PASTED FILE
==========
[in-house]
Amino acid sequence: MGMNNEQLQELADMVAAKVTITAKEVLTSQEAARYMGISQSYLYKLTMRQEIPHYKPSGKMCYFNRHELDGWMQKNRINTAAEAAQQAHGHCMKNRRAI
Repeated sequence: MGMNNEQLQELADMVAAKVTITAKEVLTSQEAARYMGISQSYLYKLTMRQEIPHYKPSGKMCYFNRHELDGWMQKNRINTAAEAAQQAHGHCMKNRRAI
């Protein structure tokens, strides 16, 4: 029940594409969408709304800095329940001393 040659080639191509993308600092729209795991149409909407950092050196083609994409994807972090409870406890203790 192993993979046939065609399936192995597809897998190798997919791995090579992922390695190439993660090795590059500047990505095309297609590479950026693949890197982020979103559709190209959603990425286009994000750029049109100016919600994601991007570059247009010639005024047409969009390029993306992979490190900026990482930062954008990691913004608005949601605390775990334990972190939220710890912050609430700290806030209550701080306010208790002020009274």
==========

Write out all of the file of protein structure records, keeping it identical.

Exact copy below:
[in-house]
Amino acid sequence: MGMNNEQLQELADMVAAKVTITAKEVLTSQEAARYMGISQSYLYKLTMRQEIPHYKPSGKMCYFNRHELDGWMQKNRINTAAEAAQQAHGHCMKNRRAI
Repeated sequence: MGMNNEQLQELADMVAAKVTITAKEVLTSQEAARYMGISQSYLYKLTMRQEIPHYKPSGKMCYFNRHELDGWMQKNRINTAAEAAQQAHGHCMKNRRAI
């Protein structure tokens, strides 16, 4: 029940594409969408709304800095329940001393 040659080639191509993308600092729209795991149409909407950092050196083609994409994807972090409870406890203790 192993993979046939065609399936192995597809897998190798997919791995090579992922390695190439993660090795590059500047990505095309297609590479950026693949890197982020979103559709190209959603990425286009994000750029049109100016919600994601991007570059247009010639005024047409969009390029993306992979490190900026990482930062954008990691913004608005949601605390775990334990972190939220710890912050609430700290806030209550701080306010208790002020009274």